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cannot maneuver unobserved in a calm sea. (3) I must assume that I was observed by the driver of a car which stopped opposite us, turned around, and drove off towards Scapa at top speed. (4) Nor can I go further north, for there, well hidden from my sight, lie the destroyers which were previously dimly distinguishable.
0128 At high speed both engines we withdraw. Everything is simple until we reach Skildaenoy Point. Then we have more trouble. It is now low tide, the current is against us. Engines at slow and dead slow, I attempt to get away. I must leave by the south through the narrows, because of the depth of the water. Things are again difficult. Course, 058, slow - 10 knots. I make no progress. At high speed I pass the southern blockship with nothing to spare. The helmsman does magnificently. High speed ahead both, finally 3/4 speed and full ahead all out. Free of the blockships - ahead a mole! Hard over and again about, and at 0215 we are once more outside. A pity that only one was destroyed. The torpedo misses I explain due to faults of course, speed, and drift. In tube 4, a misfire. The crew behaved splendidly throughout the operation. On the morning of 13/10, the lubricating oil was found to have 7-8% water in it. All hands worked feverishly to change the oil, i.e. to get rid of the water and to isolate the leaking point. The torpedo crews loaded their tubes with remarkable speed. The boat was in such good form that I was able to switch on to charge in the harbor and pump up air.
0215 Set SE course for base. I still have 5 torpedoes for possible attacks on merchantmen.
0630 57? 58' N, 01? 03' W Lay submerged. The glow from Scapa is still visible for a long time. Apparently they are still




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1935 ENE 3-4, light clouds, occasional rain, visibility bad towards land, otherwise good dropping depth charges. Off again, course 180?. This course was chosen in the hope that we might perhaps catch a ship inshore, and to avoid U-20.

15/10/39

0600 56? 20' N, 0? 40' W Submerged and lay at 72 meters. From 1000 onwards, depth charges were dropped from time to time in the distance. 32 depth charges were definitely counted. So I lie low, submerged, until dusk.

1823 Wind NE 5, sea 4, swell from E, cloudy, visibility good. Surfaced. On surfacing, Norwegian steamer "METEOR" lies ahead. W/T traffic from the steamer is reported in error from the W/T office; I therefore fire a salvo far ahead of the steamer which is already stopped. The steamer is destined for Newcastle on Tyne, with 238 passengers. Steamer immediately allowed to proceed. It is reported later by the W/T office that the steamer did not make any signals.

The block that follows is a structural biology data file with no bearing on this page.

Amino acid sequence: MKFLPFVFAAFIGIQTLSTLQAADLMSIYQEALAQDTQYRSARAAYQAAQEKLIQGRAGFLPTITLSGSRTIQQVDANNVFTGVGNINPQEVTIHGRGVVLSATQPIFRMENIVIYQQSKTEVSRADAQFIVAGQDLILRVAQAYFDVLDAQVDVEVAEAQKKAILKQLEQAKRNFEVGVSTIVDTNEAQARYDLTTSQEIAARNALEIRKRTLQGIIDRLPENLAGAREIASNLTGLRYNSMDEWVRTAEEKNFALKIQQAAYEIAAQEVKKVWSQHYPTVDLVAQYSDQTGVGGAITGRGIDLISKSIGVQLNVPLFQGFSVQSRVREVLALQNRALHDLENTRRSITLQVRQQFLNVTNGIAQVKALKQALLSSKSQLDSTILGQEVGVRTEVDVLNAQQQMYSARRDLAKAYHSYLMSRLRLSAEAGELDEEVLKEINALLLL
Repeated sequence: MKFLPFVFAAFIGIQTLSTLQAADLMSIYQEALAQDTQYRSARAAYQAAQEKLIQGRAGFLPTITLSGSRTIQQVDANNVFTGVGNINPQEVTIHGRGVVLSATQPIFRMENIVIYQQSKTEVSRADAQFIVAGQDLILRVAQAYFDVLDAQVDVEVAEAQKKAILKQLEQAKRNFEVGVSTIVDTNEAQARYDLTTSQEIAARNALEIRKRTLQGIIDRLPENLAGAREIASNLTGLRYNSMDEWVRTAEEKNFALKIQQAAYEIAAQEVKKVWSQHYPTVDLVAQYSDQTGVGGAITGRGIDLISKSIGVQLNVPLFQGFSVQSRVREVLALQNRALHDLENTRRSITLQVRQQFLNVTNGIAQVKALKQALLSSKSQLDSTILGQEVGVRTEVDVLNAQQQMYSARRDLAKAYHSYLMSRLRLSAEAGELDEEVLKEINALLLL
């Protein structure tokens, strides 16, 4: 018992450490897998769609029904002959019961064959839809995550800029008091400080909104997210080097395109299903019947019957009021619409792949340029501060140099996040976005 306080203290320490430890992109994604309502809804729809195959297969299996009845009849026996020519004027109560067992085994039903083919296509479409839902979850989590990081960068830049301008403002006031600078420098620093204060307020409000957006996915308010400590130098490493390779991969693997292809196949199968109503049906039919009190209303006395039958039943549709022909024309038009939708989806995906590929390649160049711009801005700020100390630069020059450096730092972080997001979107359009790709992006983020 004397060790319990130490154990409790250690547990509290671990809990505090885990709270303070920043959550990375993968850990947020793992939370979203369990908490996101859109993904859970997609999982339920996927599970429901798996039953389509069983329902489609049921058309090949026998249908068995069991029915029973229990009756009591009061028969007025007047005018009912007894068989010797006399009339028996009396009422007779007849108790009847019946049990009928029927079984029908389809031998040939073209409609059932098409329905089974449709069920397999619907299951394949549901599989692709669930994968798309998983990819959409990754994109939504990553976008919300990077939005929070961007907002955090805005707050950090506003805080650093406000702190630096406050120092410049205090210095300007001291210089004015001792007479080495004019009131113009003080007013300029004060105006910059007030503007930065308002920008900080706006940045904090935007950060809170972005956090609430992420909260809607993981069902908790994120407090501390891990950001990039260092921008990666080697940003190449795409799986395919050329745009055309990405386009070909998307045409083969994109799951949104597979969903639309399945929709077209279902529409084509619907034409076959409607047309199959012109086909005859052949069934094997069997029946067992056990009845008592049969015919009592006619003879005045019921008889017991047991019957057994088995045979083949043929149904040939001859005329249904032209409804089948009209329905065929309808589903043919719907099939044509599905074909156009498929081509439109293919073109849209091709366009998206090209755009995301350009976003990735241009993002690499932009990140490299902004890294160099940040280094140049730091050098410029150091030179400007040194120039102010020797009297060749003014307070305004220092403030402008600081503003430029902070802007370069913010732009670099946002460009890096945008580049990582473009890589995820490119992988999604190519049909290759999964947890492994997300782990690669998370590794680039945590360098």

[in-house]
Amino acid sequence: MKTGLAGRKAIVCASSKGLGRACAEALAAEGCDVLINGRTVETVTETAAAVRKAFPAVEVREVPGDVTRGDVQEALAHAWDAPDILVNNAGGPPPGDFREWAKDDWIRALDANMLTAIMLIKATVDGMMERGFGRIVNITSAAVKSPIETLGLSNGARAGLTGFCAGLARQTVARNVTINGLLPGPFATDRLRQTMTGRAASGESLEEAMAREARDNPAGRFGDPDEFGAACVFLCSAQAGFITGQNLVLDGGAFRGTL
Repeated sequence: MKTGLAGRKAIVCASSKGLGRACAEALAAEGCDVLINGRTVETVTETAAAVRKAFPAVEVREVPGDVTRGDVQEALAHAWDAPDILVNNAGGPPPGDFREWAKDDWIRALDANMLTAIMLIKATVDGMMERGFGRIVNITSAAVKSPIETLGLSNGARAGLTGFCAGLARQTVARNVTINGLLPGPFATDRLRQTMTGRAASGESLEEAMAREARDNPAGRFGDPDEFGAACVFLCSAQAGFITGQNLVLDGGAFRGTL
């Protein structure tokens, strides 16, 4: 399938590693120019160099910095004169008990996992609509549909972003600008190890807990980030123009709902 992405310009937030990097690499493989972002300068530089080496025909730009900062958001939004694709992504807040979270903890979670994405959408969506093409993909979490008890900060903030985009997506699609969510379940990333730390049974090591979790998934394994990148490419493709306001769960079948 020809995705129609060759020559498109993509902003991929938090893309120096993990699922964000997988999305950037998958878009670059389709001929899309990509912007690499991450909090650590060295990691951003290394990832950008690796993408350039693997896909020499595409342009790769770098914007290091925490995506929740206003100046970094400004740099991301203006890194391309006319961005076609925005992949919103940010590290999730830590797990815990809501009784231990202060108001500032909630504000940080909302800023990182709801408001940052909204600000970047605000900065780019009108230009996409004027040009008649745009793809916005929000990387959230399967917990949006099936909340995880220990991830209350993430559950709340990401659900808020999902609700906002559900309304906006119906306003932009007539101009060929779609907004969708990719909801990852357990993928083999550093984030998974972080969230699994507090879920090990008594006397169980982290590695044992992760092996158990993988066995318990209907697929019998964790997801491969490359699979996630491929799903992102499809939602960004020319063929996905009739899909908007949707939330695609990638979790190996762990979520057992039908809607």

16/10/39

0702 54? 57' N, 2? 58' E, Wind NNW 2-3, visibility good. General course 180?. Submerged on the Dogger Bank. 3 drifting mines sighted, 54? 58' N, 2? 56' E. No measures taken, owing to the proximity of fishing vessels. Proceeded submerged throughout the day.

1856 54? 51' N, 3? 21' E, Wind NW 2, light clouds, visibility good. Surfaced. Course 128?. Steered course of 128? into Channel 1.

17/10/39

0404 Channel 1 passed. From 0404 to 0447 chased fishing vessel escort ship no. 808; gave recognition signal eight times - no reply received. This fool did not react until V/S was used at a distance of 500-600 meters. With such guardships, an incident such as my operation could occur in our waters also.

1100 Entered port - Wilhelmshaven III.

1144 Tied up.

1530 Crew flown to Kiel and Berlin




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20/10/39

1600 Crew returned. Sailed for Kiel.

2330 Met an armed fishing trawler at anchor with riding lights in the stretch between Elbe I and Elbe II. I pass him with darkened ship at a distance of 40 meters. Apparently he sees nothing, because no recognition signal is made.

21/10/39

0120 Tied up at Brunsbüttel Lock.

1300 Tied up at Holtenau Lock.

Operation completed.

Liddabit
03-19-2007, 07:06 PM
Wow he almost makes the same route I do! Except I go through the channel just south (center one) with more sunken boats but no nets or mines.
Works all the way through 42 http://forums.ubi.com/groupee_common/emoticons/icon_biggrin.gif!

Fascinating read, thank you Jambo!